3. 3. OUTSOURCING TRENDS IN INDIAN RETAIL MINI PROJECT II GROUP 7 SPENCER’S RETAIL LTD. Spencer’s Retail Limited is a multi-format food-first retailer providing a wide range of quality products to discerning young customers - well-travelled citizens of the world, looking out for authentic flavors and experiences in a fun-filled shopping environment. Part of the Rs 15,500 crore RPG Group, Spencer run about 200 stores (including about 30 large format stores) across 35 cities in India. As one of the earliest entrants in the retail space in India, Spencer’s also has a wide variety of electronics and electrical equipment, home and office essentials, garments and fashion accessories, toys, and personal care. INTERPRETATIONS FROM THE RESULTS Table 1 shows the calculation of Outsourcing Ratio that is basis of comparison of Pantaloons and Spencer’s Retail format. Source of data for calculation in table 1 is Capital line database though annual reports of individual companies were studied for further detailed data. A comparison of industrial wise average is also included to compare what the firms have been doing differently. The Interpretation on the data here is broadly classified to heads i. e. outsourcing ratio over the year and change in outsourcing ratio with change in sales turnover. Year 2011 2010 2009 2008 2007 2006 2005 2004 2003 2002 Sales Turnover 14905 33515 35298 27598 29983 39860 32497 33211 33662 22294 RetailIndustrial Raw Materials 13254 22705 23986 21686 23800 22053 20383 21820 20925 17587 Average Outsourcing Ratio 0.89 0.68 0.68 0.79 0.79 0.55 0.63 0.66 0.62 0.79 Sales Turnover 4326 6317 6661 5296 3393 1962 1085 658 445 285Pantaloons Raw Materials 3144 3279 4783 4127 2611 1478 828 467 328 214Retail Ltd. Outsourcing Ratio 0.73 0.52 0.72 0.78 0.77 0.75 0.76 0.71 0.74 0.75 Sales Turnover 952 1133 854 540 291Spencer’s Raw Materials 727 892 771 444 259Retail Ltd. Outsourcing Ratio 0.76 0.79 0.90 0.82 0.89 Table 1: Outsourcing Ratio across Indian Retail industry Figure 1: Outsourcing ratio Outsourcing Ratio 0.90 0.70 0.50 2011 2010 2009 2008 2007 2006 2005 2004 2003 2002 Retail Industrial Pantaloons Spencer Year Average Retail Ltd. Retail Ltd. 1. OUTSOURCING RATIO As can be seen from figure 1, outsourcing ration has been highly variable over the last decade. On an overall outsourcing has gone up from .8 to .9 with the mean of .7 and standard deviation of 0.103. Both 3|P a g e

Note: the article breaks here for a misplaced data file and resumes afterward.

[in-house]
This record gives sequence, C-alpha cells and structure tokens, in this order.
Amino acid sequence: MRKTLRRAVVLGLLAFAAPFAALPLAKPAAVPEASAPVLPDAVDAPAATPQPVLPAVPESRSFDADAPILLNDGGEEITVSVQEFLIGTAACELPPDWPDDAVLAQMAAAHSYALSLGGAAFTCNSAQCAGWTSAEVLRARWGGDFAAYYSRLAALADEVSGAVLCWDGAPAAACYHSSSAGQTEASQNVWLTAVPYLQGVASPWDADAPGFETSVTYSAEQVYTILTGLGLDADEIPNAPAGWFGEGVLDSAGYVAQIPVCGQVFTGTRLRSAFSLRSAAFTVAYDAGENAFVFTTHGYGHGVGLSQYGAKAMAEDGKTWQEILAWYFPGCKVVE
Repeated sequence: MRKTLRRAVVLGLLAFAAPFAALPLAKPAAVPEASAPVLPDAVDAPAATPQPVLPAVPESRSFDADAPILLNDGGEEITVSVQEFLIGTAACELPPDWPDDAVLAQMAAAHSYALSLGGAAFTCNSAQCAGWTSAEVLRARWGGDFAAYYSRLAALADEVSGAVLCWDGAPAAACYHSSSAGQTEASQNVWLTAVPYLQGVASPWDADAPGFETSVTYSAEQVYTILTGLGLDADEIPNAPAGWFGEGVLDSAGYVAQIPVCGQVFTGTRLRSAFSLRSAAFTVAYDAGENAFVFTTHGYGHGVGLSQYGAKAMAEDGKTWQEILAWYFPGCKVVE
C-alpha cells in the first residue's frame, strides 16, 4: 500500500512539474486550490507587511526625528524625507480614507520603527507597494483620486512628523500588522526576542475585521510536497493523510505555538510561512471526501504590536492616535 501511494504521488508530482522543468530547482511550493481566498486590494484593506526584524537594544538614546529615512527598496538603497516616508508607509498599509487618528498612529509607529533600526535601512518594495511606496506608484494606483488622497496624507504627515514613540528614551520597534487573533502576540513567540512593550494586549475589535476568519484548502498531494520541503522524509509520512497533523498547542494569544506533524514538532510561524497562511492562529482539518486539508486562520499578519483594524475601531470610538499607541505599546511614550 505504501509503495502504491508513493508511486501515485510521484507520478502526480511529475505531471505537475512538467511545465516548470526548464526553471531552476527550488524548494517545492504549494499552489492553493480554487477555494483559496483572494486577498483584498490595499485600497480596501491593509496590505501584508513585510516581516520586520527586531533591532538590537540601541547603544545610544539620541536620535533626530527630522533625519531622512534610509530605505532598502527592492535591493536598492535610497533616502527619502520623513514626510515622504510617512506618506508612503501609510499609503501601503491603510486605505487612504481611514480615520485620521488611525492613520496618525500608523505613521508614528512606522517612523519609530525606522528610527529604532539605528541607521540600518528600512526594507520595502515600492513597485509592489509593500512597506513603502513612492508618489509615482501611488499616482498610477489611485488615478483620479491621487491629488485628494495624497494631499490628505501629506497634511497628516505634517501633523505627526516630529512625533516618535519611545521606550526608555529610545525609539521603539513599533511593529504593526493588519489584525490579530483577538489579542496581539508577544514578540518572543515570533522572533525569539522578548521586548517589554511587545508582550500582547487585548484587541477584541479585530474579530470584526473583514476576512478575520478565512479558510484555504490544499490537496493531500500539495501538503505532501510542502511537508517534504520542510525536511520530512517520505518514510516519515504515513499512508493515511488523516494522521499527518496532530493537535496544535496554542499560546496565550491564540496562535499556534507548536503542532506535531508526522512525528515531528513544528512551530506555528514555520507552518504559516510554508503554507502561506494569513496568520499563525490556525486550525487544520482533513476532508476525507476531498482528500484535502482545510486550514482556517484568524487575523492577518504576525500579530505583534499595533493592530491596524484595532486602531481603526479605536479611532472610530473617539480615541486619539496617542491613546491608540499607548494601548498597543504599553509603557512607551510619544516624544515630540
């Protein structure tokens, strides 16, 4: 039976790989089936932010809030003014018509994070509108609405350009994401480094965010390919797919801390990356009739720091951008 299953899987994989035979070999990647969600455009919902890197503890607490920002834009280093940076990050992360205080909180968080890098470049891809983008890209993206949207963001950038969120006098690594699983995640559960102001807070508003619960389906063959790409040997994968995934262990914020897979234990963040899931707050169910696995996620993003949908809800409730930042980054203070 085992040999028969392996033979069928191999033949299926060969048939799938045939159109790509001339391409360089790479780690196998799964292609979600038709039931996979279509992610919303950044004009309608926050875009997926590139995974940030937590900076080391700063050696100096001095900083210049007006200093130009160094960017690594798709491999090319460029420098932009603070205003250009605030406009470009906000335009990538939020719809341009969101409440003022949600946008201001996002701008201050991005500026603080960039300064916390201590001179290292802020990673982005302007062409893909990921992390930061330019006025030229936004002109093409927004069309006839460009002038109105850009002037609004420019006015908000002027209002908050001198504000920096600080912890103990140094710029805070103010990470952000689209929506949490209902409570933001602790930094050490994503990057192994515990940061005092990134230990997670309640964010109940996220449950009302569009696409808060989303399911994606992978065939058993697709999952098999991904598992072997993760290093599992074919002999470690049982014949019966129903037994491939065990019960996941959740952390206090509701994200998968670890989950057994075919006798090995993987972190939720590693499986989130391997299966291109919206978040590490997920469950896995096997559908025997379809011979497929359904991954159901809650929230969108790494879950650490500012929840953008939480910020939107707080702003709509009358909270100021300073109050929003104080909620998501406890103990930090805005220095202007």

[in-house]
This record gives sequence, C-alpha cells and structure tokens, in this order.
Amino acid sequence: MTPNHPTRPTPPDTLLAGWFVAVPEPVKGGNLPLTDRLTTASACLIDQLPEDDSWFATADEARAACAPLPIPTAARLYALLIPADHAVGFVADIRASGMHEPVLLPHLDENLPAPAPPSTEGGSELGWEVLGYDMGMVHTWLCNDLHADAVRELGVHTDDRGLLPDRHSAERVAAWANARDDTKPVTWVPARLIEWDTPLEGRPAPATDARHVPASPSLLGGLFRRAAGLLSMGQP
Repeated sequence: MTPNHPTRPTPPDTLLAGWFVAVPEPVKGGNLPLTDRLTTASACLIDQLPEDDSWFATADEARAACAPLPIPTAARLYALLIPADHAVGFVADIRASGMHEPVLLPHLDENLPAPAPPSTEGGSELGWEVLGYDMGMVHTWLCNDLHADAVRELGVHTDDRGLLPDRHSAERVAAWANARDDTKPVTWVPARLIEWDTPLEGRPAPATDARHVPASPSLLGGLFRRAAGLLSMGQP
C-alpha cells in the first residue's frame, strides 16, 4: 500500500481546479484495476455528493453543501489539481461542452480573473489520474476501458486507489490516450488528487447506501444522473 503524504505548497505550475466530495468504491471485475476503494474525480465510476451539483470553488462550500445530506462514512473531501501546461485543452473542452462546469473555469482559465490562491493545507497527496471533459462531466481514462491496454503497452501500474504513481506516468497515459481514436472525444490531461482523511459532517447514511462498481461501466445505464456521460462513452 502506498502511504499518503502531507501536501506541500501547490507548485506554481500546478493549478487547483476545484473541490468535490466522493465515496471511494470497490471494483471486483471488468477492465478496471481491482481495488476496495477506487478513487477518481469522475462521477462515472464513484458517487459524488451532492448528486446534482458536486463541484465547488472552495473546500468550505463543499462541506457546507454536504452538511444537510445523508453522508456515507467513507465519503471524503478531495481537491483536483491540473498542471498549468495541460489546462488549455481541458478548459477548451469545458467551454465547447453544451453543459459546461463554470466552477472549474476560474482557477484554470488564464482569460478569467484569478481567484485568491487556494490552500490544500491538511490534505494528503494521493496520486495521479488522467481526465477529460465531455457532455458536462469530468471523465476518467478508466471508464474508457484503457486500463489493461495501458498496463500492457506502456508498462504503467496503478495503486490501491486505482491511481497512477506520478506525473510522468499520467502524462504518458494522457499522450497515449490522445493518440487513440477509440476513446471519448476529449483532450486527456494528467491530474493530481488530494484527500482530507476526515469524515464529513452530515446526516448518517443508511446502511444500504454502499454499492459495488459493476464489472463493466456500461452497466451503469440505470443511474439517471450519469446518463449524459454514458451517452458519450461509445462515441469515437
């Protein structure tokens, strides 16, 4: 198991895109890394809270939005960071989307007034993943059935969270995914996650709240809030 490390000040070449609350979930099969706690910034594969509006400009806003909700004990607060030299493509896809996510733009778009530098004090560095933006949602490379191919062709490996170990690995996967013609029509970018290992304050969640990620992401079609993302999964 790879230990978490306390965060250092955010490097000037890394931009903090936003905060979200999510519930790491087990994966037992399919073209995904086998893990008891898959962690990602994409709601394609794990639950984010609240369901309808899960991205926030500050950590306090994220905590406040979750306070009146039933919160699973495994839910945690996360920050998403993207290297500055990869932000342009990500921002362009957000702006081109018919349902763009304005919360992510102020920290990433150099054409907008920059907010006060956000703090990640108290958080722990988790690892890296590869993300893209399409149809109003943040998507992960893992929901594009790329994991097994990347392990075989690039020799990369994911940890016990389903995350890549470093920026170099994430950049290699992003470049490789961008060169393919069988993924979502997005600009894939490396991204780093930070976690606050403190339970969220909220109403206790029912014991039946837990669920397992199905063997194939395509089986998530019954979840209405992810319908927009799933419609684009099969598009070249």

4. 4. OUTSOURCING TRENDS IN INDIAN RETAIL MINI PROJECT II GROUP 7the firms under study have higher outsourcing with mean of Big bazaar lying at.72 just above industrialaverage and variance 0f 0.07 where as Spencer have a mean of .83 and standard deviation of 0.06. a. Raw Material In case of Spencer’s and Pantaloon’s there is a stark difference between they manage their rawmaterial as Spencer’s does not purchase any basic raw material which can be processed further intofinished goods or intermediate goods. As can be seen from the Balance sheet and income statementattached, it buys only trading goods which are in itself finished goods or intermediate goods that can beprocessed further into finished goods. Hence it reduces considerable amount of cost in terms of rawmaterial management and the overall supply chain cost. From this it can be realized that Spencer’s doessignificant amount of outsourcing as compared to other players in the markets be it Big Bazaar or others. As in case of Big Bazaar they have got a number of in house brands which may be requiringadequate amount of raw material to manufacture hence the Big Bazaar procures raw material which is thebasic requirement for further being processed into finished or intermediate good. Hence from this it canbe realized that Big Bazaar is a big in-sourcing player and outsources proportionately less than its peersand competitors. Pantaloons Retail Ltd. Spencer Retail Ltd. 0.80 0.95 Outsourcing Ratio Outsourcing Ratio y = -1E-05x + 0.7625 0.75 0.90 y = -0.0001x + 0.9136 R² = 0.1892 R² = 0.3386 0.70 0.85 0.65 0.80 0.75 0.60 100 600 1100 1600 100 2100 4100 6100 8100 Sales turnover Sales turnover Pantaloons Linear (Pantaloons Spencer Linear (Spencer Retail Ltd. Retail Ltd.) Retail Ltd. Retail Ltd.) Retail Industrial Average 1.00 Outsourcing Ratio 0.90 y = -1E-05x + 1.1032 0.80 R² = 0.8267 0.70 0.60 0.50 14000 24000 34000 44000 Sales turnover Retail Industrial… Linear (Retail Industrial… Figure 2: Sales Turnover vs. Outsourcing Ratio in Indian Retail Industry 2. CHANGES ON THE OUTSOURCING RATIO WITH RESPECT TO SALES From the below figures we can see that there is a general trend in the Indian Retail Industry thatas the sales increase they seems to have been pulling out of outsourcing. 4|P a g e